A couple of times he's needed a snowmobile to reach the ranch homesteaded by his great grandparents where he keeps the cattle.

"Right now I'm waiting for the global warming thing to kick in," he said with a laugh.

Michaels can take the snow, he said. It's the wind and cold temperatures that have made the winter of 2017-18 stand out. In February, the winds howled 50 mph to 80 mph at times.

"But it's Cut Bank," Michaels added. "We've got wind."

The Glacier Wind Farm can be seen from his ranch. A sign next to a penguin in Cut Bank, 15 miles to the south, bills the community as "the coldest spot in the nation."

As dry as it was in the region last fall, Michaels appreciates the moisture despite the severe conditions.

"This is going to be great for grass," he said.

Kari Lewis, a Montana State University extension agent in Glacier County, said ranchers around Browning, Heart Butte, Babb and East Glacier "just keep getting hammered" by storms with the month of February "horrendous" for their operations.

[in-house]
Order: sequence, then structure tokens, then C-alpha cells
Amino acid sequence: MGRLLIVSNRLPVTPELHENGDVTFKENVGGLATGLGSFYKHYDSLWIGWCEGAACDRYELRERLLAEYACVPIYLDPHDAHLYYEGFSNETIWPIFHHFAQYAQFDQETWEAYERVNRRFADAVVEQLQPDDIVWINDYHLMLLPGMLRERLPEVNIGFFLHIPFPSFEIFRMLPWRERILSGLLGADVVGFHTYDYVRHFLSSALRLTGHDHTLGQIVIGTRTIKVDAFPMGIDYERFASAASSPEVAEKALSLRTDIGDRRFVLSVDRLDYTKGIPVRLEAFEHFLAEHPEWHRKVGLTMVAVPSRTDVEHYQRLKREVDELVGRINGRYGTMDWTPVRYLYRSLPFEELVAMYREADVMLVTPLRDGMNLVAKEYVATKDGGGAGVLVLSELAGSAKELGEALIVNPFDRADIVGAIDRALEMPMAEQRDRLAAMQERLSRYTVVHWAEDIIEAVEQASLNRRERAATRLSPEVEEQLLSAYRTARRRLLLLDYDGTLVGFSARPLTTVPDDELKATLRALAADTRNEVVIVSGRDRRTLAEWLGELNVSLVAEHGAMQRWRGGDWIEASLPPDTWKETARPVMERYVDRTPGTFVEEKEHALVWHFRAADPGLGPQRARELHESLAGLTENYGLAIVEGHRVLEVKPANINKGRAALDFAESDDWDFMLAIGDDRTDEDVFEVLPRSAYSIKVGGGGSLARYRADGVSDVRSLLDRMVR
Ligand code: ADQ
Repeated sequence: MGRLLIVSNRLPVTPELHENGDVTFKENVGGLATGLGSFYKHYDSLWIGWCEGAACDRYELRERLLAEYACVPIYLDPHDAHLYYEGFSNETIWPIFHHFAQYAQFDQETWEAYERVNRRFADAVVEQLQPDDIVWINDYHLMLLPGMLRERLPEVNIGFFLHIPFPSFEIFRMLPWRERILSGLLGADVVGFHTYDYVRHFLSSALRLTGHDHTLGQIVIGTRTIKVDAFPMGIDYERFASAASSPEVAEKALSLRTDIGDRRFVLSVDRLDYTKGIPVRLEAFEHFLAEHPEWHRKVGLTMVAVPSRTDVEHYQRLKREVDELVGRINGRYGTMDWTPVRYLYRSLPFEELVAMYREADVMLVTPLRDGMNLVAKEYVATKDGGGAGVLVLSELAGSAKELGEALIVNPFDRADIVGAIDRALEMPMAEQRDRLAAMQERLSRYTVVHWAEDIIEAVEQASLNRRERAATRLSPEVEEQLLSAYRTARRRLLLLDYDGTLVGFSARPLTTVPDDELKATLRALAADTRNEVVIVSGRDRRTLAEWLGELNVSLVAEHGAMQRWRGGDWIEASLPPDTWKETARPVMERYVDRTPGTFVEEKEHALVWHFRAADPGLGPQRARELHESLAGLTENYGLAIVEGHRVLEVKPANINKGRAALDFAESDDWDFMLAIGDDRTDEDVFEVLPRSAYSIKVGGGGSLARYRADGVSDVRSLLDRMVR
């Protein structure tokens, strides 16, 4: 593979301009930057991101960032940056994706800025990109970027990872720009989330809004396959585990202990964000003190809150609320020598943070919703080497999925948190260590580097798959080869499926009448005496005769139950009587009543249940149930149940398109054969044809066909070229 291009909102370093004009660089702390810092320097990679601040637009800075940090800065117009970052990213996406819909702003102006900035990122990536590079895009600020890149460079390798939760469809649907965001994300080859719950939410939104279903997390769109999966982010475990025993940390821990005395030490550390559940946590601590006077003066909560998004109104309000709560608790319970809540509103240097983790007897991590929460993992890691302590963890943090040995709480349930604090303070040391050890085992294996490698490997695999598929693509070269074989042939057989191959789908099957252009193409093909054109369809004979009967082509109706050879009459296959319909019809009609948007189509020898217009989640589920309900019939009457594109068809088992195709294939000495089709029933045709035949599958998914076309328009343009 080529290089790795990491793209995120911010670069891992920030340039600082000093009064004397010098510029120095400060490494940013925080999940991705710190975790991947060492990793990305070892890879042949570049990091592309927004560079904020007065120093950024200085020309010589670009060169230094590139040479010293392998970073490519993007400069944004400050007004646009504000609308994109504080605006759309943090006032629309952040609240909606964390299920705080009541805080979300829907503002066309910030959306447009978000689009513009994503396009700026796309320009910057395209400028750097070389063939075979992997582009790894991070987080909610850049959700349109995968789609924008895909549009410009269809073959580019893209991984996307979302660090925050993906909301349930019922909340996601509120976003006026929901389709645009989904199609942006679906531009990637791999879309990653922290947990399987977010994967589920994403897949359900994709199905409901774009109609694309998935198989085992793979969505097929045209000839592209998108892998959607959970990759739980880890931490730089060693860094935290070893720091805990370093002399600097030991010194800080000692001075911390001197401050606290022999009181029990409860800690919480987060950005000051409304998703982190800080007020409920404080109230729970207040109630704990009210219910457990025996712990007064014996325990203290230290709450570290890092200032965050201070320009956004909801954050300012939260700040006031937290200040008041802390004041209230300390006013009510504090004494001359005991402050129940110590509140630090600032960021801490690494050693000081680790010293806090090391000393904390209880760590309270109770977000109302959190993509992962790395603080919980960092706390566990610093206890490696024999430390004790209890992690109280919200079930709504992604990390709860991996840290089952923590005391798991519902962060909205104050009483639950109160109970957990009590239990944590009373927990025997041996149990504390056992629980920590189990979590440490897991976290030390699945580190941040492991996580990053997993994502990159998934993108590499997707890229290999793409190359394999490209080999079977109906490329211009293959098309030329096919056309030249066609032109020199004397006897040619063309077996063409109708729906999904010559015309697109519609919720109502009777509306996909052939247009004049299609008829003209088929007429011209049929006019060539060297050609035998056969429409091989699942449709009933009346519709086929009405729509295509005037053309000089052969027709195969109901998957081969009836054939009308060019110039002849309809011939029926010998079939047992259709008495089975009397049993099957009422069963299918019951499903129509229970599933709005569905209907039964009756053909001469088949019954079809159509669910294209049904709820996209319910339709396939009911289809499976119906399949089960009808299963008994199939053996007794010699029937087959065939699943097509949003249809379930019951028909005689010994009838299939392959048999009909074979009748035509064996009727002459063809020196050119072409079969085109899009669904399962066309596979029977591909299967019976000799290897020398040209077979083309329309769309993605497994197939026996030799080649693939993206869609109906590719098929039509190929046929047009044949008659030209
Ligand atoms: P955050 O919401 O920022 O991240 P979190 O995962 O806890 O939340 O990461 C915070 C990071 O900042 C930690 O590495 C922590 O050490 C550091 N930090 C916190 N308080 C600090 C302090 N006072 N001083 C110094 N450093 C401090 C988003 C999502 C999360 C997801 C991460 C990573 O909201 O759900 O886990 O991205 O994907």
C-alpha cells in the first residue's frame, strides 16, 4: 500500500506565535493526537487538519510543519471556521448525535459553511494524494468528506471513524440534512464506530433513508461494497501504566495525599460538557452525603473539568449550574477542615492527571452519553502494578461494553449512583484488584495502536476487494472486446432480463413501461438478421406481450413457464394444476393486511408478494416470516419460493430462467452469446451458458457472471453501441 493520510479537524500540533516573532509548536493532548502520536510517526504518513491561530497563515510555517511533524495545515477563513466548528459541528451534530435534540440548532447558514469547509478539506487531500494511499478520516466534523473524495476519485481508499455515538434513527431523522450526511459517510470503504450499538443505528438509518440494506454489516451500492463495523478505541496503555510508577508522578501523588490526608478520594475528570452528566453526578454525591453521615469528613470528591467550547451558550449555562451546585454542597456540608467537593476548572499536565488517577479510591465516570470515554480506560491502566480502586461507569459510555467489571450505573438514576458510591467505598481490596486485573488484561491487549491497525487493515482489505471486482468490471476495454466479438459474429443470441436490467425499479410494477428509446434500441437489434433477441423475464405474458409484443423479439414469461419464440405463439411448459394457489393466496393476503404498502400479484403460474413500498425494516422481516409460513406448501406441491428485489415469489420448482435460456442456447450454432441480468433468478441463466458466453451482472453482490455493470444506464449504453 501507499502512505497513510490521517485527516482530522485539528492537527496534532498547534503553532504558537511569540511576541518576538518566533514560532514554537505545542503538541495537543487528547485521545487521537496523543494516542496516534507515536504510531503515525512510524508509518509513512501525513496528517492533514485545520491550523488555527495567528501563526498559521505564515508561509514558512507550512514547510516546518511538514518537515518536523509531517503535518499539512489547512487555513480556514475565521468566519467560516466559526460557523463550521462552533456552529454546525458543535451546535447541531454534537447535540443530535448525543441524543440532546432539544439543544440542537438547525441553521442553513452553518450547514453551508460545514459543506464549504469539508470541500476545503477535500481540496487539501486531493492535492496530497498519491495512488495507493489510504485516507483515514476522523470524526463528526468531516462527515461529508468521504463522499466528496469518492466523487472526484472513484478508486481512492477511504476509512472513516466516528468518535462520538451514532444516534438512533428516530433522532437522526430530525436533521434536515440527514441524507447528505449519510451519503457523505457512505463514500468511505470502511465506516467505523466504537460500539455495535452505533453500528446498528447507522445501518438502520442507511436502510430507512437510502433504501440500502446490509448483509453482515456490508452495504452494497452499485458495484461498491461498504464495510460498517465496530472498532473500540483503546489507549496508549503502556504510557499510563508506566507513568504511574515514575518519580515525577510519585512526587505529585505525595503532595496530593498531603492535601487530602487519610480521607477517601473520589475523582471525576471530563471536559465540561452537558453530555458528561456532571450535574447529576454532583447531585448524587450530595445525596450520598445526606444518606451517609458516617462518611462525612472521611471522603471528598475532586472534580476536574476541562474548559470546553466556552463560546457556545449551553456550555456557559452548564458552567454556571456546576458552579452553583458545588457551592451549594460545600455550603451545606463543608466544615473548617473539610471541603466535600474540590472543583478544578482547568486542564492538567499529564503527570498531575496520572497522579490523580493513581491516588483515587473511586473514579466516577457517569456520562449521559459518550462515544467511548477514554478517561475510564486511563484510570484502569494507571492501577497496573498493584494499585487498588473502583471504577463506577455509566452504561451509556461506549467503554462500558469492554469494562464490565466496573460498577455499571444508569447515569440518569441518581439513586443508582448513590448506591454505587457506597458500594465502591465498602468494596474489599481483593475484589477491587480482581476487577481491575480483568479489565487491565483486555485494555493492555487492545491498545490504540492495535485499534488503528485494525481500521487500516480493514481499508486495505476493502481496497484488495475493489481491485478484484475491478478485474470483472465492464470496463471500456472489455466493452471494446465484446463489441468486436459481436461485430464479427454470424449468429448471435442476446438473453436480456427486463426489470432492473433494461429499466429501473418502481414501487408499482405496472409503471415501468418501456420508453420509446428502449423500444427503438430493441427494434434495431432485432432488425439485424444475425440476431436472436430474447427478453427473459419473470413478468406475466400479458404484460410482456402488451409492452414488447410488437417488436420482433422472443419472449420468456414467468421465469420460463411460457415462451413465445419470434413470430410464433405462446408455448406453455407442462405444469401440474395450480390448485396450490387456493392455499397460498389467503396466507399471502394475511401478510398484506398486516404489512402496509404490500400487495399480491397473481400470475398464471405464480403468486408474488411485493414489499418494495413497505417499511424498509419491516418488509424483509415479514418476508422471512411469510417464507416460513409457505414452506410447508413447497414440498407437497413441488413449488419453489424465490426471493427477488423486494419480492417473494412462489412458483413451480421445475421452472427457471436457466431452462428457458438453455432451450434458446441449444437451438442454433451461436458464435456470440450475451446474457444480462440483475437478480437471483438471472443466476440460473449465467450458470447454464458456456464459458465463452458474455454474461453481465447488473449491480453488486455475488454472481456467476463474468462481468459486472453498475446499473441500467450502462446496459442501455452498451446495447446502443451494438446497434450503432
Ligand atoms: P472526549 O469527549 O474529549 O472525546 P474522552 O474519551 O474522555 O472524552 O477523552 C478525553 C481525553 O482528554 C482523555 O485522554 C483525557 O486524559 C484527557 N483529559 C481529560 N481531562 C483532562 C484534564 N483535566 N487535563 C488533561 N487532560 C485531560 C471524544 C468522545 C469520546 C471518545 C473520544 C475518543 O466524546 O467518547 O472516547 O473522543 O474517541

Last year, many farmers didn't plant winter wheat in the fall because of a severe drought.

Now, with the additional moisture, she expects them to plant more pulse crops and spring wheat this spring where they chose not to plant winter wheat last year due to the drought. That could prolong seeding because they will have more acres to plant in the spring, she said.

"I will say farmers will be later getting into the fields than normal due to the amount of snow we have," Lewis said. "But at least there's going to be a fair bit of moisture there which is promising."

Keven Bradley, a wheat farmer near Cut Bank, said the poor condition of the roads has made it more difficult to get grain delivered to elevators in Cut Bank, Sweet Grass and Shelby. Farmers have set delivery periods when they must deliver grain stored in their bins to market, which includes winter deliveries. The biggest hurdle for farmers has been winds causing drifts making roads impassable and grain bins difficult to access.

"This has been one of the tougher ones in quite a while," Bradley said of the winter.